The setting of That Summer is the Southern Appalachians of East Tennessee where my ancestors and I were raised. I’ve listened to the older generations tell their stories at family reunions about time before telephones and automobiles. Their stories fascinated me and caused me to want to write about a time before I was born.
This story percolated in my mind in the late 1990s. I’m what writers call a panster type of writer. I don’t outline my plot on paper. My entire plot and characters simmer in my mind before I write a word. Many times I don’t know the ending but I know how to get there. Of course, sometimes characters surprise me by going this way when I intended them to go another way. I love how my stories many times work themselves out as I write.
While this story still rumbled around in my mind, in 2001 I received a life altering health diagnosis with a negative prognosis. My first symptom was the loss of penmanship that nobody, even I, could read. Then I began to have involuntary muscle spasms that prevented me from holding my fingers on the home keys of a keyboard. I couldn’t write and couldn’t type—this was before speak-to-type.
I thought my writing career had vanished. I cleaned out my files—even trashed all my rejection letters I’d been saving. Now I wish I’d kept them to prove that I really am a writer. I gave away most of my writing craft books.
My mind was still intact but my body wouldn’t do what it was told. My balance while walking started to diminish and I quit going to writing conferences. My doctor advised me not to drive. I was dependent on my family to even get to my doctor’s appointments and still am.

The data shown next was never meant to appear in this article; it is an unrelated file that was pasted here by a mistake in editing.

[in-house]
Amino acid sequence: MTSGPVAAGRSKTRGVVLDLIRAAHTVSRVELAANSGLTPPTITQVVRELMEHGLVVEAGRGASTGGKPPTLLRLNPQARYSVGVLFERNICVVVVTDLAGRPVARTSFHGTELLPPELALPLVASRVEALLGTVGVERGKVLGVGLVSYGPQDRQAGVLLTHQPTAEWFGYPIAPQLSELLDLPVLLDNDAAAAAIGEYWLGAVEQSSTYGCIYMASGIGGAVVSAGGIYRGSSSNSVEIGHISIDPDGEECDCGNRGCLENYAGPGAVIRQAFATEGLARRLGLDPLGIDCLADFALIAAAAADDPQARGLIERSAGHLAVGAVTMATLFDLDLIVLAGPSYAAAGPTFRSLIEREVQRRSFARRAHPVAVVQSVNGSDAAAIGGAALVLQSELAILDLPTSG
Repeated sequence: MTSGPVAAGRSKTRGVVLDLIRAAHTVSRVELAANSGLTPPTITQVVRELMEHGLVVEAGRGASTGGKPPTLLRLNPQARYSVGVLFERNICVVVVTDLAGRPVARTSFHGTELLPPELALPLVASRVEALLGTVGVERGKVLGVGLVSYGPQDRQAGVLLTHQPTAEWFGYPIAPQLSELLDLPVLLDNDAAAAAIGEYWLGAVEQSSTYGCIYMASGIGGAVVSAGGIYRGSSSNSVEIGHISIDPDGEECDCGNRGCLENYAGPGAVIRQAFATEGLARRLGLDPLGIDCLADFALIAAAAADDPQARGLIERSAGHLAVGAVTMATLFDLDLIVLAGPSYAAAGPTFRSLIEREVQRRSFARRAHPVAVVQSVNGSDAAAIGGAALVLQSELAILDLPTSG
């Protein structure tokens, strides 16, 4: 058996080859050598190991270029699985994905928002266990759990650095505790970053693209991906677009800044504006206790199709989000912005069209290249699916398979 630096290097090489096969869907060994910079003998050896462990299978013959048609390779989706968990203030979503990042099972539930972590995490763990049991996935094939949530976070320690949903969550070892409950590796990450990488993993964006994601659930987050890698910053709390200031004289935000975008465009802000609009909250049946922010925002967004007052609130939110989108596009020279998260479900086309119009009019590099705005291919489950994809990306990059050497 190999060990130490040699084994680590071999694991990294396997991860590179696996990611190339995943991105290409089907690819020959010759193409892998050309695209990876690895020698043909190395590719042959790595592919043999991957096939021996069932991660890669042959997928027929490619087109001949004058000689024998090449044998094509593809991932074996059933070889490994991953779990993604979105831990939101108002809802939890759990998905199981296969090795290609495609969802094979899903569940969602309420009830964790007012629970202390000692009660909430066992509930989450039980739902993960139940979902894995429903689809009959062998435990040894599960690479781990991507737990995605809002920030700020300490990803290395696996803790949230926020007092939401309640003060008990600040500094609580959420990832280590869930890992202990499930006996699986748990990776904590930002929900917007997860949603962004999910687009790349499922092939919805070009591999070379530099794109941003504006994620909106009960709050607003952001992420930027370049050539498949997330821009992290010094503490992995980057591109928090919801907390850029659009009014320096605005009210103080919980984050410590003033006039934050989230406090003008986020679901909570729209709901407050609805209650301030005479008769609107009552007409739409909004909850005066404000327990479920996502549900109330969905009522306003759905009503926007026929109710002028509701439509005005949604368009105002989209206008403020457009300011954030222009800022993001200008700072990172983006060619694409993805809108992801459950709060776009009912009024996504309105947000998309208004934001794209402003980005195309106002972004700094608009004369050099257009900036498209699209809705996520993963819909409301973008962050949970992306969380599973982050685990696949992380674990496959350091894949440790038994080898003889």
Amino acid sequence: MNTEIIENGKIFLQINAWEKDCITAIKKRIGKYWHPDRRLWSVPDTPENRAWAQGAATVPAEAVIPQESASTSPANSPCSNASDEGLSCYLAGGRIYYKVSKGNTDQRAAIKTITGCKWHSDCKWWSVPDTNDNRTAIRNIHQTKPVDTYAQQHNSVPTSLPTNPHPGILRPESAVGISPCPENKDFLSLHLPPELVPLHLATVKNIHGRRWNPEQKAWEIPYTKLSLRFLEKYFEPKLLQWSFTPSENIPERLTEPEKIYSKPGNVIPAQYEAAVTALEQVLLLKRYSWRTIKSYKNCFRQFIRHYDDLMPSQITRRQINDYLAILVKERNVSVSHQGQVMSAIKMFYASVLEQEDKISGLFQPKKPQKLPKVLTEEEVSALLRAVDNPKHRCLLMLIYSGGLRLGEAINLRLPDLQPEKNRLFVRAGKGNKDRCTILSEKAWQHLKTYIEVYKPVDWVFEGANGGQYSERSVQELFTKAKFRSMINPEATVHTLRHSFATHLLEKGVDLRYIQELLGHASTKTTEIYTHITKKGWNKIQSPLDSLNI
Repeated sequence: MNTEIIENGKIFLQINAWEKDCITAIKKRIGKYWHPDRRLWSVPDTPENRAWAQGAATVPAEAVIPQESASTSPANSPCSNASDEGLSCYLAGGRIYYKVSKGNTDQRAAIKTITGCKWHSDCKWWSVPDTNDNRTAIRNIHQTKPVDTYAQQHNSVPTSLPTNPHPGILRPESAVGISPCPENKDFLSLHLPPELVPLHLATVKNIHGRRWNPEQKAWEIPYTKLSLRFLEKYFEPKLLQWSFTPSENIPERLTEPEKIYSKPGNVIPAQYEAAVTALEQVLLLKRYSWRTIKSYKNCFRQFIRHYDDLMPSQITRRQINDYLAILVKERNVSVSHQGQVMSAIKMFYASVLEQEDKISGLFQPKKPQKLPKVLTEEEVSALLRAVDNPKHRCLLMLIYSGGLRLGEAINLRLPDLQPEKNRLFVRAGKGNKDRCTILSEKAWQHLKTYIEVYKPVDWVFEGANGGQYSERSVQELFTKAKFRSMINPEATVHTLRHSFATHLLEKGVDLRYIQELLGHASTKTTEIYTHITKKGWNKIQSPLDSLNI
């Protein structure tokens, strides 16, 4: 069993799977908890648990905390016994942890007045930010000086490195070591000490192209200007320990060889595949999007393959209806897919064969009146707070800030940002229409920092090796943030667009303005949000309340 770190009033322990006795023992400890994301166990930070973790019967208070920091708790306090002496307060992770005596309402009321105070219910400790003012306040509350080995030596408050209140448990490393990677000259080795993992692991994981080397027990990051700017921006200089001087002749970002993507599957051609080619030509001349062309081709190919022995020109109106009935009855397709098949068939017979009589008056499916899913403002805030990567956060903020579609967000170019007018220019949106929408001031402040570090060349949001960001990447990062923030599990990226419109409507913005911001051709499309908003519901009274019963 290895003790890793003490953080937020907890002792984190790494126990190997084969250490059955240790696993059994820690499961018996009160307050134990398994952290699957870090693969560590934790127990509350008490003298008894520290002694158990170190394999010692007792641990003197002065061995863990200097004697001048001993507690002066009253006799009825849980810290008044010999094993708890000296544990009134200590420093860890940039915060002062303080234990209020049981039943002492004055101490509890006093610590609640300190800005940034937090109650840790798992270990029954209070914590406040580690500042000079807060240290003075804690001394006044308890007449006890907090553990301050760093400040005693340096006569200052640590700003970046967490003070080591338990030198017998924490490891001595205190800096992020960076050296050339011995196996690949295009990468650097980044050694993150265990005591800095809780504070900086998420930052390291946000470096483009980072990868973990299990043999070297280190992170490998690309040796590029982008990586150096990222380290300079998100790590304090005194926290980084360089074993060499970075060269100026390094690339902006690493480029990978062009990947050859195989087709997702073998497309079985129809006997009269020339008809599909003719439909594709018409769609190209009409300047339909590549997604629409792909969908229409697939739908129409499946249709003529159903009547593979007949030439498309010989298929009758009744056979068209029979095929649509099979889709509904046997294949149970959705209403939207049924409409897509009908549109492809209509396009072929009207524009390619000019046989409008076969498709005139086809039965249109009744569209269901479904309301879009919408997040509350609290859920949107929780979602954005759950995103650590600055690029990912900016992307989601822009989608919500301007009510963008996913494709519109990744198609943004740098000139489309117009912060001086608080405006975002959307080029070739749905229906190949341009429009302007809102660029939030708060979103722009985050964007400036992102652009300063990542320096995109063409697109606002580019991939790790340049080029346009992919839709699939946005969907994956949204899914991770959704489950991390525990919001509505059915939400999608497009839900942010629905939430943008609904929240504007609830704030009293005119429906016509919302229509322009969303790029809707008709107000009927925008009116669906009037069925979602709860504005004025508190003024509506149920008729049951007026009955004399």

In 2008, I began to improve. My hands were steadier and I could get my story started. The biggest aggravation when I write anything is the time I have to leave my story to research the facts. When the story starts pouring out of my mind I want to write. I write continuously, not indicating chapters but I do indicate scene and POV changes. After I finish that first draft I go back and do those things.
I have outlived my doctor’s prognosis by over a year and a half. I’m writing the second of a 3-book contract and feel fine other than fatigue when I don’t stop to rest now and then. Fatigue does bring on more unsteadiness in my hands and legs.
From 2001 to 2008 I had a lot of time to meditate. A relative marvels that I’ve never questioned God, why me? I have not become bitter because of the health issues. I think God just gave me time to understand a lot of things when I was inactive. I’m a more peaceful, patient, and faithful me.
This is the way That Summer came to be: hibernated for seven years, and then became a story on paper.
LINKS TO PURCHASE BOOK:
Barnes & Noble (Nook only now): http://www.barnesandnoble.com/w/that-summer-jo-huddleston/1113883698?ean=2940015812664